4 Reasons To Practice Your Presentation

4 Reasons To Practice Your Presentation

Ever delivered a talk or a workshop and things go awry? My best “awry moment” to date was delivering a workshop at Social Chain in Manchester. The CEO’s dog, Pablo (in pic), decided to start licking my leg. Even when staff got him away from me, he would sidle back and start again. (it wasn’t that gross I promise!)

It proved yet again that nothing can be lost from taking the time to rehearse. The process of practice has so many benefits.

1) You Get Confident With Your Content

Making sure the first time you say something in a meeting, pitch or speech is not the first time you say it out loud, will save you from so many mistakes. Rehearsal allows the muscles in your face to get used to the words, and it trains your brain to start sorting your points in the right order. You are less likely to stutter, say something you didn’t mean to, or get over zealous.

Tip: say it out loud in the car on the way to the meeting or in the shower that morning at least.

2) You Can Make Your Talk Succinct

Practice means you can give your points brevity. The “Rehearse/Edit” process allows you to hear when you are waffling, or when you get boring.

Tip: film yourself and watch it back the next day. You will be able to see immediately if you are saying too many words that have no impact

3) You Won’t Miss A Trick 

Confident speakers will tell you they don’t have to rehearse. They know what they are talking about and they can get up and do it. Except these are the guys that when they reflect, think of the great idea that could’ve made their talk better. At least one run through means you get the best out of your content.

Tip: If you’ve not had the idea while running through your talk, film yourself and watch it back. Just like you will see what needed to have been taken away, you’ll also notice what you can add.

4) You Can Cope With A Dog Licking Your Legs 
(or your kids walking in in the background, or any unexpected event)

Madonna is renowned for making her dancers rehearse so much so that if something goes wrong (like a cloak no being removed properly) all they have to think about is what’s going wrong, not their moves. Same goes here.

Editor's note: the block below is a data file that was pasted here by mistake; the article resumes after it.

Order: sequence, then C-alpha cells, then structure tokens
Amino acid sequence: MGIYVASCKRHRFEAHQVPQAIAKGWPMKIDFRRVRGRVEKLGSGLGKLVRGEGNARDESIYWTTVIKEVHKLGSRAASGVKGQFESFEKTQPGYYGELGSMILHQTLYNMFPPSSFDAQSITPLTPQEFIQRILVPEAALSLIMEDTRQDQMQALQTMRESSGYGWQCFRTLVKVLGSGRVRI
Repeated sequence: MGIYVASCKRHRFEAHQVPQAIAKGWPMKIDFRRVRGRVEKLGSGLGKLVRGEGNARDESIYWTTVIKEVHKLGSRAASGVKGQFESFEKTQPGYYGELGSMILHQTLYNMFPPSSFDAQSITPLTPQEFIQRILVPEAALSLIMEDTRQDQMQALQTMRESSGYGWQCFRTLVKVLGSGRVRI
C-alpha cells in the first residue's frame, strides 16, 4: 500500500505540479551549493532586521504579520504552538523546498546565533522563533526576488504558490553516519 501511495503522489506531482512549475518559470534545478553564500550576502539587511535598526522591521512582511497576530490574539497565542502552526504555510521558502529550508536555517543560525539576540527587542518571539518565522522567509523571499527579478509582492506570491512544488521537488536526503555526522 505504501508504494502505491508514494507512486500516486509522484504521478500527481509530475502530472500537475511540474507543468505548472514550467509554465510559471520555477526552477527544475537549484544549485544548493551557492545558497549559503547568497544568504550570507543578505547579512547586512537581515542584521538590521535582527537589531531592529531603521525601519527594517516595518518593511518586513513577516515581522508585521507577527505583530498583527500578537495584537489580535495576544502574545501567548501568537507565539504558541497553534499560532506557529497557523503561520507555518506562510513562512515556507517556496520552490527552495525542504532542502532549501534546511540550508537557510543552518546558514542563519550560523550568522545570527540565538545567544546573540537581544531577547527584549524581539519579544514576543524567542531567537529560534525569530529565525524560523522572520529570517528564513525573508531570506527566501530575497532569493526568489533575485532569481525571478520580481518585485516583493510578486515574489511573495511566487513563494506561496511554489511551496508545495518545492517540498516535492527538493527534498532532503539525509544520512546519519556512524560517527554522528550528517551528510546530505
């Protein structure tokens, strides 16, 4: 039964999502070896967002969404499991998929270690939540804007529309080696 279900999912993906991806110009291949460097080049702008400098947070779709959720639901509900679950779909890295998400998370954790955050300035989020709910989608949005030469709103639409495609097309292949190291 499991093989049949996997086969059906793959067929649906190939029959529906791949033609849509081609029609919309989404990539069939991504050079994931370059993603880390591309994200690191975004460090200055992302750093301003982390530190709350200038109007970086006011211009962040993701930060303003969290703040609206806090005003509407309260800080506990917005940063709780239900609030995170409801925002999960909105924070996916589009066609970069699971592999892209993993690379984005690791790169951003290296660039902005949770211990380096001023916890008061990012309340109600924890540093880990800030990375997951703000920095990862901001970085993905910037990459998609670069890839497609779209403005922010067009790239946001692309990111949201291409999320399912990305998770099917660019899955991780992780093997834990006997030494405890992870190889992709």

Tip: if you want to get your talk completely memorised you should repeat repeat repeat until you can do something else (like cooking or tapping a rhythm) while saying it out loud.

Pablo. One of the dogs allowed to roam in the offices at Social Chain (and he happens to be the CEOs)

Pablo the dog decided that my legs tasted great, once he started licking, he could not stop. When I moved: he followed, when the staff removed him: he returned, in the end I spent the last 5 minutes of the workshop carrying him in my arms. The work I’d put in to rehearsing the content meant I wasn’t thrown: I was able to incorporate the dog and deliver the workshop.

Kind of reminded me of this:

 

 

Planning the Speech

Preparing a speech is hard. It takes time and you deserve to give it the time. But I know, I understand: There can be so much information to get across. There can be loads you actually want to talk about. There can be nothing that springs to mind. And usually you get to the point where you think… “I’ll just deliver the info, no one needs or wants anything more than that…”

Stop.

It’s time to change the way you think about speaking in public.

From now on think about speaking in public as….

  1. Storytelling
  2. Talking about what you care about
  3. Conversing with a friend

How… put what you want to achieve, why its important to you and how you got there in to your prep.
Here are the questions I ask my speaking clients before we even begin…

  1. What is the purpose of your talk?
  2. Who is the audience and what will they be expecting from you? Where are you?
  3. What one thing do you want the audience to understand from your talk?
  4. What is your connection to the topic? eg What made you proud? What made you laugh? What do you obsess about? What made you sad / frustrated? (the emotions go on and on)
  5. How do you want the audience to think/feel about you when you have finished?

The answers here lay the foundation to how you build a great talk, and a great connection with your audience. You’ll find the stories to tell, and the connections to find.